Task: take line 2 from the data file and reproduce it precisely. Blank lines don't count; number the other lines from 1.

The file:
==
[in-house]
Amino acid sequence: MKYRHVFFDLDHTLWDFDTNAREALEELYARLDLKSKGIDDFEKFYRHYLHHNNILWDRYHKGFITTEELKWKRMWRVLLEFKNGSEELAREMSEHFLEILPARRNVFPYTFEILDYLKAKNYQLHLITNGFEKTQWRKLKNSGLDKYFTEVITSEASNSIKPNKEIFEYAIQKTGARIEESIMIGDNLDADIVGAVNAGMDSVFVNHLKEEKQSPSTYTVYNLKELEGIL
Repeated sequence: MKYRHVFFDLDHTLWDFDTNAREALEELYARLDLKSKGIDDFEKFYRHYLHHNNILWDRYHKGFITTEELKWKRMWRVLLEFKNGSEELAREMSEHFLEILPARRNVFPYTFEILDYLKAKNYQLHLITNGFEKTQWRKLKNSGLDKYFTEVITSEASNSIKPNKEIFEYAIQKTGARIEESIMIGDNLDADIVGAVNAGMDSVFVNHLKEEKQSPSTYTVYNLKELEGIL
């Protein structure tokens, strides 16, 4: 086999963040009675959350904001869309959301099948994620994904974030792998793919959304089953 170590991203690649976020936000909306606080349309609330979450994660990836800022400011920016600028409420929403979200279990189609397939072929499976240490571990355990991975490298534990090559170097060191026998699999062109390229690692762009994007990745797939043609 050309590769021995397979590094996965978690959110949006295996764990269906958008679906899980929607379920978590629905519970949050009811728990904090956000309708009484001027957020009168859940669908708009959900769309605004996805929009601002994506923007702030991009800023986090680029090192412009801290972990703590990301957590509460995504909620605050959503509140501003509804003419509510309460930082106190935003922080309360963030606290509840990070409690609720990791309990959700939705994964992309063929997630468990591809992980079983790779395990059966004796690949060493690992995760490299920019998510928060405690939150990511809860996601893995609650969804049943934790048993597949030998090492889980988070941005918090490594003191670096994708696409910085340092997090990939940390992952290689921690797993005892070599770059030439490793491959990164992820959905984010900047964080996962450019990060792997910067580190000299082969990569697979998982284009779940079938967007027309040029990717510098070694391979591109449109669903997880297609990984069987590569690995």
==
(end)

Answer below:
Amino acid sequence: MKYRHVFFDLDHTLWDFDTNAREALEELYARLDLKSKGIDDFEKFYRHYLHHNNILWDRYHKGFITTEELKWKRMWRVLLEFKNGSEELAREMSEHFLEILPARRNVFPYTFEILDYLKAKNYQLHLITNGFEKTQWRKLKNSGLDKYFTEVITSEASNSIKPNKEIFEYAIQKTGARIEESIMIGDNLDADIVGAVNAGMDSVFVNHLKEEKQSPSTYTVYNLKELEGIL